Monday, October 30, 2006

Market Moves Forward with Motivated Buyers, Sellers

I just returned from a conference of top agents from the Washington, D.C., metropolitan area, and while they are working harder this year than last year to turn a deal, they are moving forward with their businesses by working with motivated sellers and buyers.

"The market is the market," one told me. "You have to sell and buy real estate in this market, not last year's market, and not the market you wish it would be."

One thing all top producers had in common was that they "get it" about what kind of market in which they find themselves, which is more than what they could say about most of the buyers and sellers who are trying to move from one property to another. Here are a few of the excuses seller's are using to justify the price of their houses.

What sellers say: "I need X-number of dollars from the sale of my house."

The truth is: With all due respect, it doesn't matter how much you "need." The market determines the sales price of a house. I just saw a home that has now been on the market for 328 days in Loudoun County, Virginia -- the sales price has dropped $150,000. That seller understands it doesn't matter how much he "needs," however, he would probably have sold it earlier if he would have dropped the price quicker.

What sellers say: "I have a bigger lot."

The truth is: You can't live on the lot. While the size of your lot will make the property more desirable (for some buyers), it doesn't necessarily mean it adds more value in a buyers market. Price according to other houses like yours, not other lots. This is particularly true in a subdivision where the lots are mostly created exactly alike.

What sellers say: "There's one special buyer out there … ."

The truth is: While this may be true in some instances, for most properties, there are several buyers -- if you have the house in the right condition and price. Overpricing a property and waiting for a stupid buyer is a waste of everyone's time.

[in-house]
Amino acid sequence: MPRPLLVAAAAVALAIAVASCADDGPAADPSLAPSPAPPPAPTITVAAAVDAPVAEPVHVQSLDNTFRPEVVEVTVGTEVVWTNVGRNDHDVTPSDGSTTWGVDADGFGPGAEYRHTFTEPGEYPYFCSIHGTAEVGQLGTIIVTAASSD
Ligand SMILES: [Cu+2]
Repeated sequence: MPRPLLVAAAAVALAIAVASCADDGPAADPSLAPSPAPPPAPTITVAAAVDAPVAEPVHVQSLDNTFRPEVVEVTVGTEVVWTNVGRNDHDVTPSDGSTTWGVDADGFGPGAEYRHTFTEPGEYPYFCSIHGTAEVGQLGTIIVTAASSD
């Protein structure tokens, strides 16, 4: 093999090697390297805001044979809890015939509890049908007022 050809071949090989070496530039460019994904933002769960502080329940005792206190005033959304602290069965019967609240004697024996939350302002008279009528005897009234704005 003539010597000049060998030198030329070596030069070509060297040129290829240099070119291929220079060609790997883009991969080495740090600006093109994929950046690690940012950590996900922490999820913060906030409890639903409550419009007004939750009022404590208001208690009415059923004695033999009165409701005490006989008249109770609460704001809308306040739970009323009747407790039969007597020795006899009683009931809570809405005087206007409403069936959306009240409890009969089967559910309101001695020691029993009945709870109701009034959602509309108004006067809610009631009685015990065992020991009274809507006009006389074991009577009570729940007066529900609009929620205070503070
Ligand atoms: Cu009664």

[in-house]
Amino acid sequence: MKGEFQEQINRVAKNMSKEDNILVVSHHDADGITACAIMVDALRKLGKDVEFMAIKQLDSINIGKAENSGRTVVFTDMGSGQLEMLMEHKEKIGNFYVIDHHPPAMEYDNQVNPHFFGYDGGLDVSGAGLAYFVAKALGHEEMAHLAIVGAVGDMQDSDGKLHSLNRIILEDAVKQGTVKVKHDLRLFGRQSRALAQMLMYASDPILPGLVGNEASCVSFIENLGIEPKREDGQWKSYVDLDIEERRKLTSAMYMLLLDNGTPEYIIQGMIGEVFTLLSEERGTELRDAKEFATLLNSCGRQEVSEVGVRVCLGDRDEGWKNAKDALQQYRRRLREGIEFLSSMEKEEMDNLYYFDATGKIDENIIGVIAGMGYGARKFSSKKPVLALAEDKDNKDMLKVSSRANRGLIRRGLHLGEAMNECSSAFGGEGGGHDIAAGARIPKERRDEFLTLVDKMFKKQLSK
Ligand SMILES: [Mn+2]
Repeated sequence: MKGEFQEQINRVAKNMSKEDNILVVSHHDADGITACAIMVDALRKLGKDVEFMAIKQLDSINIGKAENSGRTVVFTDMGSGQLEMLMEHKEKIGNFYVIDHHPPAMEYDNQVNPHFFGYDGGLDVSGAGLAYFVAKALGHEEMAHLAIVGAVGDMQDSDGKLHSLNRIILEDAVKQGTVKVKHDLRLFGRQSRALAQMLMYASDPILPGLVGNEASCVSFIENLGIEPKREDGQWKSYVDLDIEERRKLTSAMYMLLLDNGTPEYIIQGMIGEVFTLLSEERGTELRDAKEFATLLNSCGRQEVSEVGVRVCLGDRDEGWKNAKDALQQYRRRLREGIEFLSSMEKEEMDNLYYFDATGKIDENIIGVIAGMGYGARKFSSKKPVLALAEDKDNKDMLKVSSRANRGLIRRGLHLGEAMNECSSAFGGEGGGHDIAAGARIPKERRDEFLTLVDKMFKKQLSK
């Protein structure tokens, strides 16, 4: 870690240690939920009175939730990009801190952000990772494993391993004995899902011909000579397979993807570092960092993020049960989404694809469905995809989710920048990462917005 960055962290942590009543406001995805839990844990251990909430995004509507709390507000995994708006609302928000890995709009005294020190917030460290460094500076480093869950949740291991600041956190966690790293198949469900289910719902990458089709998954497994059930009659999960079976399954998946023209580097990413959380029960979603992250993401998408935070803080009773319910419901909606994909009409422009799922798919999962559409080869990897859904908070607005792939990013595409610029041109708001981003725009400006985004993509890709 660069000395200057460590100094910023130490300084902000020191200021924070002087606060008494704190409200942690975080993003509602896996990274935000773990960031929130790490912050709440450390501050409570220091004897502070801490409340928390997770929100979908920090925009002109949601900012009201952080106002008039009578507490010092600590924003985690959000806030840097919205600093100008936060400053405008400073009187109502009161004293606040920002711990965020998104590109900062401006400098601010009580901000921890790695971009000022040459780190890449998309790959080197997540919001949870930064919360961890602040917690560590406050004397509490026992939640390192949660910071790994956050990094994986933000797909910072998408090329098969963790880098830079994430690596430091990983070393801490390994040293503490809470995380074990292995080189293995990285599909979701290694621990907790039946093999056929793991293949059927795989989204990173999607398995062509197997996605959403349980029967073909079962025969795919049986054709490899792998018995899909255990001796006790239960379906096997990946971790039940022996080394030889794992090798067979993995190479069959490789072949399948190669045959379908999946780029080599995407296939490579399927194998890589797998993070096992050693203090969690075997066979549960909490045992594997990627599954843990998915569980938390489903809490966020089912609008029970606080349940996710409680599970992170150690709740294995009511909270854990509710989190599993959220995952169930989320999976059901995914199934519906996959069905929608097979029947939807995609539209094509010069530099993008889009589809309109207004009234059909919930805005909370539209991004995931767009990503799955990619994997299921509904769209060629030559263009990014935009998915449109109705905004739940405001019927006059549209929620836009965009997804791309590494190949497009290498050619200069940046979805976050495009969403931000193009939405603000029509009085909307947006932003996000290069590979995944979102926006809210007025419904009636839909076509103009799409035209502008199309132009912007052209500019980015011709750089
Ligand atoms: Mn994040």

What sellers say: "Advertise more."

The truth is: A property priced right is the best advertising you can use. The best property with the worst price still won't sell. The best property will at least bring about some offers, but not necessarily the asking price.

What sellers say: "If I don't get X-number dollars, then I just won't sell."

The truth is: Most sellers using this line mean they have their house overpriced and will die in it rather than drop the asking price.

There are three determining factors of the salability of a house: location, price, condition.
In areas where commuting is a daily battle, location definitely makes the property more desirable than a house miles and miles away. Location may also mean the location in the desirable community. The former model home facing the four-lane highway may be in great condition and be in the right community, but the location on a busy road could adversely affect the salability of the house.

Price is what most homeowners are battling in today's market. If a house looks great and is over priced it will not sell. Even some "fixer uppers" I've seen these days are overpriced. They may be asking for less than other homes in the community (which are also overpriced), but they're still not moving because there's a great looking house in the neighboring community that sold for the fixer upper price a week earlier.

When a house has more amenities than the competition, this doesn't automatically mean it's worth $50,000 more. In today's market, it may mean it's just going to sell faster.

Finally, the condition of a property is vital to the salability factor. Many of these top producers are challenging sellers to drive around with them to compare the seller's house with those that are already on the market. Those that tour other houses, usually end up pricing the house appropriately, to make their house a "good deal" against all the other comparable homes in the area.

Remember, if someone can remodel a kitchen for $30,000 -- then why would they pay $50,000 more because you have one that was remodeled last year. Sellers and buyers who understand the market are cashing in and getting good deals. Sellers need to focus more on equity gain over the last several years, while buyers need to get off the fence and get a good deal.

Published: September 15, 2006

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